Fleet News

WLTP confuses drivers fearful of benefit in kind tax increases - Cazana

Rupert Pontin

Author: Rupert Pontin, director of valuations, Cazana

This month the reality of the new WLTP regulations hit home in the new car market and the continued confusion in the fleet market remains a concern.

Despite a number of attempts by industry pundits and government representatives to clarify the position, the new legislation has impacted new car sales, new registrations and thrown barriers to choice in front of the company car user worried about what to order as their new car for fear of increased benefit in kind taxation.

Cazana looks at the impact on retail pricing in the fleet market and seek to identify the immediate impact on the used car market whilst also highlighting one sector that behaves very differently for the fleet market.

Pre-registration activity

August 2018 Society of Motor Manufacturers and Traders’ figures paint a positive image of the new car market although the reality is far from the rosy numbers published.

The fabulous 23% jump in new car registrations appears in the main to be a direct representation of the need to pre-register cars that would not pass the new regulations.

It is interesting to delve into the data in more detail to establish where the volumes have come from and the chart below highlights the top 10 manufacturers that have shown the largest increase in registration volume over the same period last year during the month of August 2018:-

This table is based on manufacturers that register more than five hundred cars a month.

In terms of outright percentage increase, MG leads the way and for many, this will not be a surprise as MG seek to get more volumes of “older” new cars into the used car market.

The brand that has gained the largest market share improvement is Volkswagen and this may not surprise the industry either given the groups challenges with emissions over the last three years.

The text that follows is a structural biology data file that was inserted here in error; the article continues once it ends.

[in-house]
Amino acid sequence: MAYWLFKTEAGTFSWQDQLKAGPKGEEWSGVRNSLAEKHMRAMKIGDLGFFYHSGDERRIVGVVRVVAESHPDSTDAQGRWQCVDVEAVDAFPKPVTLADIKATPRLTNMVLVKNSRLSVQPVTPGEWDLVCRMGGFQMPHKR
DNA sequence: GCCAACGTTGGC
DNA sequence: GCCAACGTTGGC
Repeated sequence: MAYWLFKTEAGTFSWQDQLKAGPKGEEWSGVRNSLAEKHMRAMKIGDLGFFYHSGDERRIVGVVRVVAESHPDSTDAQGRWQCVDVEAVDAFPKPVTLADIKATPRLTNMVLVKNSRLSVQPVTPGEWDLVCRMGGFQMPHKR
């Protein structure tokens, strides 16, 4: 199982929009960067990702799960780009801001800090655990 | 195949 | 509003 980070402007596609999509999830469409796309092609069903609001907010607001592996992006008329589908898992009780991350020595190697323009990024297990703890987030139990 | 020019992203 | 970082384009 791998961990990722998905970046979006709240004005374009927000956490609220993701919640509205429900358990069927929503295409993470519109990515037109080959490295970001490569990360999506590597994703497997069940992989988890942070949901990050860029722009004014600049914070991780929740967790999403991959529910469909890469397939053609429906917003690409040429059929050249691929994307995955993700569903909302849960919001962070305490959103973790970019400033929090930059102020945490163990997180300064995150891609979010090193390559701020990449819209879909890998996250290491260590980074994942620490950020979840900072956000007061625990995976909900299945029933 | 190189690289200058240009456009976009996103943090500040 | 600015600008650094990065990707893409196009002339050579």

However, it is important to consider that in some cases these figures may well be driven by halo product that is finding genuine buyers in the new car market.

There are a number of key fleet players in this chart and this is essentially a rebalancing of the new car position forced by legislation from the UK government and is unlikely to be an issue in the remaining months of the year.

However, the lack of certain new cars from many manufacturers in the market over the coming months will be.

Stock shortages

This stock shortage is because they have not been able to get vehicles tested in time or through the new testing regime for engine management reasons.

This is beginning to create a build-up of new car demand as company users hold on for the car they really want.

Those manufacturers who were unable to ensure testing of the myriad of option combinations on each range had been carried out in a timely manner may well lose business to competitors who were better at pre-planning.

It will be most interesting to see the shape of the new car market in coming months, but it is also key to remember that this blip in the new car market will have an effect on the used car market too.

In years to come it is likely that there will be a shortage of used cars due to the varied levels registered over the course of this six-month period which may see retail values rise while reflecting supply and demand.